Moderated Discussion Areas
ContinuousWave: Small Boat Electrical
Power Rating; Effect of Transmitter Power on Received Signal; More
|Author||Topic: Power Rating; Effect of Transmitter Power on Received Signal; More|
posted 02-07-2006 08:42 AM ET (US)
Does the legal limit of 25 watts have exceptions?
Is there a performance advantage with higher transmit power?
Here in Mexico there are a few boaters using juiced up radios who use regular Shakespere antennas. There is distortion when the signal is received at close range possibly because the radios are of poor quality or because the antennas are not rated for the extra power.
posted 02-07-2006 01:14 PM ET (US)
The transmitter power for recreational vessels using the VHF Marine Band is 25-watts in the United States.
The susceptibility of receivers to overload is a common problem in radios of poor design.
The effect of increase or decrease in transmitter power on the reception of that transmission is a proportional and linear increase or decrease in signal strength. To imagine otherwise would require some non-linear phenomenon in radio wave propagation. This would be difficult to imagine.
There is little potential for the transmit antenna to cause distortion in the signal which would affect reception of it. The modulation technique is frequency or phase modulation, and most antenna problems would only affect the amplitude of the signal, not its frequency or phase. If the antenna were damaged so that it was no longer efficiently transmitting, it would reduce the strength of the radiated signal, but it would be unlikely to induce distortion into it.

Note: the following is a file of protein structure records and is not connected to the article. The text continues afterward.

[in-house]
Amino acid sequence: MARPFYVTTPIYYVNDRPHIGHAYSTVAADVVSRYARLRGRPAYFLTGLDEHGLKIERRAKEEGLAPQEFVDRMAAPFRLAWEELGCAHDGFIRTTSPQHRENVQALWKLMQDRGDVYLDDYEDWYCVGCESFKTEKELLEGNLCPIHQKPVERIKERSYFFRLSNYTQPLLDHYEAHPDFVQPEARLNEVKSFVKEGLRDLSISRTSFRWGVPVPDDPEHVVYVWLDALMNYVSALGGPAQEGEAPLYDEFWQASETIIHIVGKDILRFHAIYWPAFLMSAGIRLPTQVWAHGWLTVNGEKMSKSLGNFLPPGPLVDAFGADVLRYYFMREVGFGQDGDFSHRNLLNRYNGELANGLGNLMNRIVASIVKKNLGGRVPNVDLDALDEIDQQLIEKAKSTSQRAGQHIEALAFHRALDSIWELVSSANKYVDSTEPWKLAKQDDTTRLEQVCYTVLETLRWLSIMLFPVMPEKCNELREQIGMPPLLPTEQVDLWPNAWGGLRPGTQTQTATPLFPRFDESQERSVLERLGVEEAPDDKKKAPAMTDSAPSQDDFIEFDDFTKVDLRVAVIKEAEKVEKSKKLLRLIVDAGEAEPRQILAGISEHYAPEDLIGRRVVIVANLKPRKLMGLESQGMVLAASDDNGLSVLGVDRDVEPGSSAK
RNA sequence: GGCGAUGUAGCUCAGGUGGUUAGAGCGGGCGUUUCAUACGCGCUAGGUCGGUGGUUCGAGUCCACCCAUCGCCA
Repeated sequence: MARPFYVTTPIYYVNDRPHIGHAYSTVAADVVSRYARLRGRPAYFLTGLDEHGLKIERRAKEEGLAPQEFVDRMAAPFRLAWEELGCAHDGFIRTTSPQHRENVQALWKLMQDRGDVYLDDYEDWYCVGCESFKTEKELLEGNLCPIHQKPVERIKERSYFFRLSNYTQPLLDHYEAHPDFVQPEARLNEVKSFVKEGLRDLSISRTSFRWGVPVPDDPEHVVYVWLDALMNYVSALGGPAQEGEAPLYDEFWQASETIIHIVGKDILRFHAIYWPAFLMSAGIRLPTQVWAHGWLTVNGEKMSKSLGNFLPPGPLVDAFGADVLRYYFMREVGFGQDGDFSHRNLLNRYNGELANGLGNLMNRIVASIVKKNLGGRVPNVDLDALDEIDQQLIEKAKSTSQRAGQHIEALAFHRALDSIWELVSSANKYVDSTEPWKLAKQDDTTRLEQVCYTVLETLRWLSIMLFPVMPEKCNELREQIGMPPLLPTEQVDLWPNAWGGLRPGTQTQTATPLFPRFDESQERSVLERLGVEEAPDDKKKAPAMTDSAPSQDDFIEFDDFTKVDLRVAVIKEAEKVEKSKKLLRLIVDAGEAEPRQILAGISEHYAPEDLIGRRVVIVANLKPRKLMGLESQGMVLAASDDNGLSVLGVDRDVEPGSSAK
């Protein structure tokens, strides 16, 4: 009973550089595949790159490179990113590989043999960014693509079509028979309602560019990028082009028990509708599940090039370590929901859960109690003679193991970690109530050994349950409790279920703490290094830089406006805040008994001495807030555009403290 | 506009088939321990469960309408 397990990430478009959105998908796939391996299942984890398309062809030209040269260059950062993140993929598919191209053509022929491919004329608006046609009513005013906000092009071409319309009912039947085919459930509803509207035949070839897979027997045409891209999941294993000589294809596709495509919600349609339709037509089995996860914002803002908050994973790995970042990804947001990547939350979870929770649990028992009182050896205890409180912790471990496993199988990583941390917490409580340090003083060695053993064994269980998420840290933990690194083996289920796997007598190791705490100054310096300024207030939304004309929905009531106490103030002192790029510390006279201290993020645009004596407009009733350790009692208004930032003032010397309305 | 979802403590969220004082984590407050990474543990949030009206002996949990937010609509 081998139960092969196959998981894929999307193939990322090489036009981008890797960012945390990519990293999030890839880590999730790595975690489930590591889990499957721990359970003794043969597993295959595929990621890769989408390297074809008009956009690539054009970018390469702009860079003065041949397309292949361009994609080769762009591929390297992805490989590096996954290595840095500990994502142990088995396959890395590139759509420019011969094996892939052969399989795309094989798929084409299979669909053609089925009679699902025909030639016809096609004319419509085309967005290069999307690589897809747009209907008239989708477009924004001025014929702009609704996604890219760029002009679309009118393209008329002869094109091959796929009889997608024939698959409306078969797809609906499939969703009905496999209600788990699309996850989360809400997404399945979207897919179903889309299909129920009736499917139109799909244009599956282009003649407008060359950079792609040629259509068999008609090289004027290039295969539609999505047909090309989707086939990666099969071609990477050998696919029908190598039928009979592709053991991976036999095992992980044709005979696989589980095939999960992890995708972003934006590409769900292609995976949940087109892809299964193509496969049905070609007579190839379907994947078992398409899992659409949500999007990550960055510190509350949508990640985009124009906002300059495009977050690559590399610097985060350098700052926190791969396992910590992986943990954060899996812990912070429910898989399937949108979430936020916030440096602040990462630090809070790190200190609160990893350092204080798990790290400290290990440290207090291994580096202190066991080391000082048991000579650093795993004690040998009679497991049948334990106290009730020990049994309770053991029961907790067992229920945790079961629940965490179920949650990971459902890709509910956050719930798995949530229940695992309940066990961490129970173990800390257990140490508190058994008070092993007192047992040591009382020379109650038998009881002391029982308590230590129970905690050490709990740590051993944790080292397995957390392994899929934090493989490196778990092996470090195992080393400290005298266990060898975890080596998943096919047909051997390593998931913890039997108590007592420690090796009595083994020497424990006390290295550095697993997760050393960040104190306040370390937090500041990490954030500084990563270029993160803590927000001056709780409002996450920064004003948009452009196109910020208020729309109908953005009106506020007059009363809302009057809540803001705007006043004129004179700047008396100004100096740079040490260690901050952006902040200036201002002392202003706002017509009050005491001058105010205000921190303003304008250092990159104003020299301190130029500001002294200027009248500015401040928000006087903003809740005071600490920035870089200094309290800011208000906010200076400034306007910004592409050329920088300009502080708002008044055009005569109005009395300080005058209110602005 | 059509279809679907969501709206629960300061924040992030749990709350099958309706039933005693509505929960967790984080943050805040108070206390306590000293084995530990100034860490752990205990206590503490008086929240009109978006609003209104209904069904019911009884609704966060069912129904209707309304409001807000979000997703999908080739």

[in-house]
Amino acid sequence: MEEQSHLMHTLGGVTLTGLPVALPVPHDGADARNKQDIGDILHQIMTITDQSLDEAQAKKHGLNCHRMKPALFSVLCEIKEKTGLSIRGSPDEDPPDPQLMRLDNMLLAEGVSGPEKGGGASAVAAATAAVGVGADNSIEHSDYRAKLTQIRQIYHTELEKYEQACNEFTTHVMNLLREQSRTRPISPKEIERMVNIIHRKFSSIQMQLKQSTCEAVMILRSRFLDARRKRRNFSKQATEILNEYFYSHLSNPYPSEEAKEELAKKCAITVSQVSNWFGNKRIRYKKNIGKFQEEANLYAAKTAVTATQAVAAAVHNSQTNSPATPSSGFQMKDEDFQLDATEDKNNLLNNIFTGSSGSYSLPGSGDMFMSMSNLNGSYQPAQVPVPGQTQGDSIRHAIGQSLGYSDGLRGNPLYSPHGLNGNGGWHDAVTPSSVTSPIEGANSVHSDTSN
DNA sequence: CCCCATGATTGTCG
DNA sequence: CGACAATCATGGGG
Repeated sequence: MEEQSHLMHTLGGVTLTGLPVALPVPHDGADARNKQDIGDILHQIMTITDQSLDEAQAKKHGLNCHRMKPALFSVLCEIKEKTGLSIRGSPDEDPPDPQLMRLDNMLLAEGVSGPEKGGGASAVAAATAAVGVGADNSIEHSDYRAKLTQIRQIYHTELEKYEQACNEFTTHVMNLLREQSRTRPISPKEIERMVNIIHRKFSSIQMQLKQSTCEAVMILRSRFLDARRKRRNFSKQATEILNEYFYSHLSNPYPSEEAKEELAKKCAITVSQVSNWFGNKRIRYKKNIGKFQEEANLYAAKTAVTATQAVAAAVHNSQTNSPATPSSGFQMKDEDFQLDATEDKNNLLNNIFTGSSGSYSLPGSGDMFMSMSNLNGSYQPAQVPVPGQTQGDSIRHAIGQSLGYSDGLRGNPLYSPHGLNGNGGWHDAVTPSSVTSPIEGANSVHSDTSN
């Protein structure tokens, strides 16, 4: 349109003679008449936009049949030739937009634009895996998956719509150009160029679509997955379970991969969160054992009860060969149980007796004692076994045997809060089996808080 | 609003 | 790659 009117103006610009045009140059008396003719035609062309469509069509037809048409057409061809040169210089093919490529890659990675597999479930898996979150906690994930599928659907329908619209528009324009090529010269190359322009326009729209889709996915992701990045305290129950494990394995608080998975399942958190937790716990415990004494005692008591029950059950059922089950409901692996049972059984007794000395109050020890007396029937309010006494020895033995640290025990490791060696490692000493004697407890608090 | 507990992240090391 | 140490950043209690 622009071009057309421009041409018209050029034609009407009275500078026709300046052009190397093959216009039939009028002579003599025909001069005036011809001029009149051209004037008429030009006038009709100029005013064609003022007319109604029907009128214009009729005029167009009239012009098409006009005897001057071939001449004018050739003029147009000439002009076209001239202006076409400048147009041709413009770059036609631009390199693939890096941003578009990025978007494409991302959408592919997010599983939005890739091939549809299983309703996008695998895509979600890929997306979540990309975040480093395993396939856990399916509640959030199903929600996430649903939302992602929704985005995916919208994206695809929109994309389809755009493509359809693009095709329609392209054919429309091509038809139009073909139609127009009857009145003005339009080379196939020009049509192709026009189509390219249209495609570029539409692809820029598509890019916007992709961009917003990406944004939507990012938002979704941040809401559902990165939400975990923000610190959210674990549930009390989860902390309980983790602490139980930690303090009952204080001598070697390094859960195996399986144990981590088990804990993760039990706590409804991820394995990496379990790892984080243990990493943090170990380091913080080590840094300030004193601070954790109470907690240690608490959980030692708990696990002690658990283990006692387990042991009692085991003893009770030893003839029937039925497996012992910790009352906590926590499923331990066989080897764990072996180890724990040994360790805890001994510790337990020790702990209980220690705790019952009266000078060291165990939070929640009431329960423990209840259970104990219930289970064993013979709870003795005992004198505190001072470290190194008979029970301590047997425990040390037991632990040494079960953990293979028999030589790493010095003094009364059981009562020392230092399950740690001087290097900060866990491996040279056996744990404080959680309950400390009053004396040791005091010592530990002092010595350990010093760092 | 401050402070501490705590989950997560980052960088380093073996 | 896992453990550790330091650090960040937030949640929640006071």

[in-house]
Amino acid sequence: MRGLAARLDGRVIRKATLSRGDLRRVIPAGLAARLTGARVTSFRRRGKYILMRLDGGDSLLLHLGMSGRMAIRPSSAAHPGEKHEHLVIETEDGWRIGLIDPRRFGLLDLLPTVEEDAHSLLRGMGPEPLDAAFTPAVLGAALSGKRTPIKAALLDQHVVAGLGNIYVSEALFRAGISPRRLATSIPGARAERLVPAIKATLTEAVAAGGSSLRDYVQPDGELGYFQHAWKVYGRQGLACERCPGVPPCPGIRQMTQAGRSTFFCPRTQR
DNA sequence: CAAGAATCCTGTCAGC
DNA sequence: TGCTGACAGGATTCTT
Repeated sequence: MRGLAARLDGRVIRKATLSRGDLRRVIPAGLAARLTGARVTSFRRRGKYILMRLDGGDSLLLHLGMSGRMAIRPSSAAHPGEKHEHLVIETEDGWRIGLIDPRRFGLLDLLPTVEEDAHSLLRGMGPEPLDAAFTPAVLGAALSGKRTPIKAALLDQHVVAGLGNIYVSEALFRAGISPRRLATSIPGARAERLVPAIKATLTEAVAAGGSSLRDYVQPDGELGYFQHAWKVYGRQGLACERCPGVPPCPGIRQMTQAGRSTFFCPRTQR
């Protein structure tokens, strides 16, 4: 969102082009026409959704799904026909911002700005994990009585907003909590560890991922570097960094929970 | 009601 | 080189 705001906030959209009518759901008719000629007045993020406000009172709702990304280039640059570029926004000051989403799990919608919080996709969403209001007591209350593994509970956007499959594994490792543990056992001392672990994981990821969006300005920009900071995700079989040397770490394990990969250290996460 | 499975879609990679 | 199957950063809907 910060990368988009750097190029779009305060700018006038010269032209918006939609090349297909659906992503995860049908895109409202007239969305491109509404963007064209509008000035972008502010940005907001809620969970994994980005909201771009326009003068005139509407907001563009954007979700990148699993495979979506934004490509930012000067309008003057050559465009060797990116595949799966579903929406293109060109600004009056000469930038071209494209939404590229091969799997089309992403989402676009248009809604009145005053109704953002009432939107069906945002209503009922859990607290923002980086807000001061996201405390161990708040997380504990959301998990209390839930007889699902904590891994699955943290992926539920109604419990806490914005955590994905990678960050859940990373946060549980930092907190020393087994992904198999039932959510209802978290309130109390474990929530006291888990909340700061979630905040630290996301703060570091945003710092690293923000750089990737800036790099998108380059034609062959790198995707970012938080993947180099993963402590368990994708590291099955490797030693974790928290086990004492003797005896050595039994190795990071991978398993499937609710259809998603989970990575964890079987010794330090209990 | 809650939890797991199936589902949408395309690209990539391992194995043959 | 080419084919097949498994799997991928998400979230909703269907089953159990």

As mentioned above, many low-quality and poorly designed VHF Marine Band radios are unable to receive strong signals from nearby transmitters without being overloaded by them. The remedy is to purchase a better radio.
posted 02-07-2006 08:24 PM ET (US)
[These questions were originally appended to another discussion on a different topic; they have been separated into their own discussion thread.]
posted 02-07-2006 09:08 PM ET (US)
If the problem were on the transmit side, and the
transmit antenna couldn't handle the extra power without
distorting, it would be distorted at all ranges. Therefore
the problem is on the receive side.
posted 02-10-2006 10:23 AM ET (US)
I appreciate the explanation for the distortion.